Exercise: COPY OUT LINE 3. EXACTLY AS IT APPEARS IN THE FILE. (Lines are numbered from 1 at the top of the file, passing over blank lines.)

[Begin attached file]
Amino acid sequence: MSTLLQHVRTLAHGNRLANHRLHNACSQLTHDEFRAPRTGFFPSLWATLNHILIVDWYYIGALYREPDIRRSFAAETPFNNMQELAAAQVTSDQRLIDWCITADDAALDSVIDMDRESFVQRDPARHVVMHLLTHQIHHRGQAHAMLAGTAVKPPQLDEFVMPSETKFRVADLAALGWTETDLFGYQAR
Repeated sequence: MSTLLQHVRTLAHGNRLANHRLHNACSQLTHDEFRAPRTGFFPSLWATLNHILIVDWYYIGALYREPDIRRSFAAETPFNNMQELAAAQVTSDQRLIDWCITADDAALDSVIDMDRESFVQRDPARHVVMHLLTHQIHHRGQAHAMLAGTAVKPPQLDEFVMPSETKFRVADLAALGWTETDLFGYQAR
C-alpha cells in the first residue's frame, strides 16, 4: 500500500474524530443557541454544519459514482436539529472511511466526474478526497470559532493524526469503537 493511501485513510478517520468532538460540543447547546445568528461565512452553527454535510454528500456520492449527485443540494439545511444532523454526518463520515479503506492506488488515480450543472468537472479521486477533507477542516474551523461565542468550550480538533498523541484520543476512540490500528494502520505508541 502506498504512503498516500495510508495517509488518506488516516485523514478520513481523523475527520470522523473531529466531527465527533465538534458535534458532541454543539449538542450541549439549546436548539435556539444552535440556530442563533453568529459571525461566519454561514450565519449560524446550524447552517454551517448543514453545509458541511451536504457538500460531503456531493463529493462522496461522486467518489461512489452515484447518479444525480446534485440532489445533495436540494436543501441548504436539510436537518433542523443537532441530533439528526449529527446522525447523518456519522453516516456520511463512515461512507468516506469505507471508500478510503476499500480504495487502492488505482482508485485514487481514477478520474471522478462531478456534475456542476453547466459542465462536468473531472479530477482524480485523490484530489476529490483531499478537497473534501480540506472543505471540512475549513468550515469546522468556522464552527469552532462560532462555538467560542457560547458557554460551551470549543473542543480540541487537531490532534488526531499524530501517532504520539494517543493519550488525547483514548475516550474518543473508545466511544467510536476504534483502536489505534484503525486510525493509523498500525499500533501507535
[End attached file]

C-alpha cells in the first residue's frame, strides 16, 4: 500500500474524530443557541454544519459514482436539529472511511466526474478526497470559532493524526469503537 493511501485513510478517520468532538460540543447547546445568528461565512452553527454535510454528500456520492449527485443540494439545511444532523454526518463520515479503506492506488488515480450543472468537472479521486477533507477542516474551523461565542468550550480538533498523541484520543476512540490500528494502520505508541 502506498504512503498516500495510508495517509488518506488516516485523514478520513481523523475527520470522523473531529466531527465527533465538534458535534458532541454543539449538542450541549439549546436548539435556539444552535440556530442563533453568529459571525461566519454561514450565519449560524446550524447552517454551517448543514453545509458541511451536504457538500460531503456531493463529493462522496461522486467518489461512489452515484447518479444525480446534485440532489445533495436540494436543501441548504436539510436537518433542523443537532441530533439528526449529527446522525447523518456519522453516516456520511463512515461512507468516506469505507471508500478510503476499500480504495487502492488505482482508485485514487481514477478520474471522478462531478456534475456542476453547466459542465462536468473531472479530477482524480485523490484530489476529490483531499478537497473534501480540506472543505471540512475549513468550515469546522468556522464552527469552532462560532462555538467560542457560547458557554460551551470549543473542543480540541487537531490532534488526531499524530501517532504520539494517543493519550488525547483514548475516550474518543473508545466511544467510536476504534483502536489505534484503525486510525493509523498500525499500533501507535